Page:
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Archaeology/Tribes and where they did their business



On another forum we were talking about gender-neutral bathrooms and one guy was saying that gender-segregated bathrooms were a lunatic modern invention. What did hunter-gatherer tribes generally do when they defecated?Did they all go, regardless of gender,  and shit in the same spot reserved for the tribe or did they do it wherever they could, or did they have gender-specific areas where they excreted? Thanks , and I apologise for this awkward question.


Hi Geoff,

Most humans as well as some primates prefer to "do their business" in private.  Since these waste products are an indication of presence to predators,  humans tended to "hide" their waste in a hole.    In tribal societies, a "latrine" area was generally designated away from food stores and water for doing one's business.  These were often unisex in nature much like an outhouse may be but when in use, would be by a single sex.  

The notion of privacy also tended to extend to couples having sex.   In today's society we have separate bath rooms, but not always.  In some places where space is limited or in homes, there may only be one bathroom in which case both genders will use that one facility on a first come first serve basis.  Generally these bathrooms also have locks indicating that they are in use.  In modern western societies and some eastern as well, women are given to "needing" their own space.  This resulted in having separate facilities.  To help women preserve their more "delicate" nature.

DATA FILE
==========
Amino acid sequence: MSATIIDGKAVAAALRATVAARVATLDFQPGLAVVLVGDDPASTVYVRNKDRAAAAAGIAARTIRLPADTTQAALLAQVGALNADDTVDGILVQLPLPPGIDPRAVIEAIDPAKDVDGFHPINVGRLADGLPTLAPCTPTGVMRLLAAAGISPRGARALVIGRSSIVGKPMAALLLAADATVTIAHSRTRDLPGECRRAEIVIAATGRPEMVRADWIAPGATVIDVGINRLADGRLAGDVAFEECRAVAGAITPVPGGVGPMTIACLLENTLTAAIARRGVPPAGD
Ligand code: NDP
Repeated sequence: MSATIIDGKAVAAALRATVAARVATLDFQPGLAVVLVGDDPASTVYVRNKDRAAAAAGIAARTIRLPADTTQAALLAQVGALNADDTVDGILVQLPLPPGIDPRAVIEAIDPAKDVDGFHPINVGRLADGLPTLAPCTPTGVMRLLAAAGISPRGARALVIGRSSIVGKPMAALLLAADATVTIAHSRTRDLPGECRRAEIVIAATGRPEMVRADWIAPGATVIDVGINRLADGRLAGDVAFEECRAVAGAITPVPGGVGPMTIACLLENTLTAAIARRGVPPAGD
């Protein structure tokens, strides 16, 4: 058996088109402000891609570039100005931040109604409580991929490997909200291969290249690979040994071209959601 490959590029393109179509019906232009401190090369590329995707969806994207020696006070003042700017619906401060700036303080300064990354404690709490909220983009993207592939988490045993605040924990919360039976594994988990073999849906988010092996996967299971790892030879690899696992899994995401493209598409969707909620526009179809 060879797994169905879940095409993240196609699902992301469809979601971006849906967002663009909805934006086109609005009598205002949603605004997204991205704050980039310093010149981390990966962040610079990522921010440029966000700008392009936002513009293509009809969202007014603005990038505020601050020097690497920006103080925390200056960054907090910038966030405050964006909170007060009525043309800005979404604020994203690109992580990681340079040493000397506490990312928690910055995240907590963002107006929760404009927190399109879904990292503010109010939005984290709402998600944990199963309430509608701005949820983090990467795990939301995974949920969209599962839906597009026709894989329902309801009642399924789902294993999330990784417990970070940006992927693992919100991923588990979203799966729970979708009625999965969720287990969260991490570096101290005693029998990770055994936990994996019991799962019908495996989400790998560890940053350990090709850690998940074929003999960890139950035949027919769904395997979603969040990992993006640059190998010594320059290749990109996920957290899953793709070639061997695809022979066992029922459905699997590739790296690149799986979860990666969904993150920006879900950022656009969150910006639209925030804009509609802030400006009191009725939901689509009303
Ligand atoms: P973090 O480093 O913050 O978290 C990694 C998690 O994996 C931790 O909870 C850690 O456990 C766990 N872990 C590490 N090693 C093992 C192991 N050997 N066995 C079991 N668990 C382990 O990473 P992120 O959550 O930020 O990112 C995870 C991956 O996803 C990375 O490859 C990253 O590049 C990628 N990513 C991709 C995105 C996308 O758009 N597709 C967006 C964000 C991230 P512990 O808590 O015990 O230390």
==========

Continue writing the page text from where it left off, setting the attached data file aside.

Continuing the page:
So it is a hold over from Victorian times.

As with outhouses, to dig a latrine is time consuming and must be maintained.  This was generally the duty of both to ensure the "best" environment for the two genders.   Once you made your deposit, ash from a fire would be sprinkled on top to reduce the stink.

Hope this answers your awkward question.  


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Ralph Salier


Archaeologist for the last 30 years. Norh American generalist and Hopwell culture/Red Ocher culture specifically. Lithics Expert and Ground Stone tools.


Past/Present clients
Numerous museums in US and Canada. Several University Anthropology Departments.

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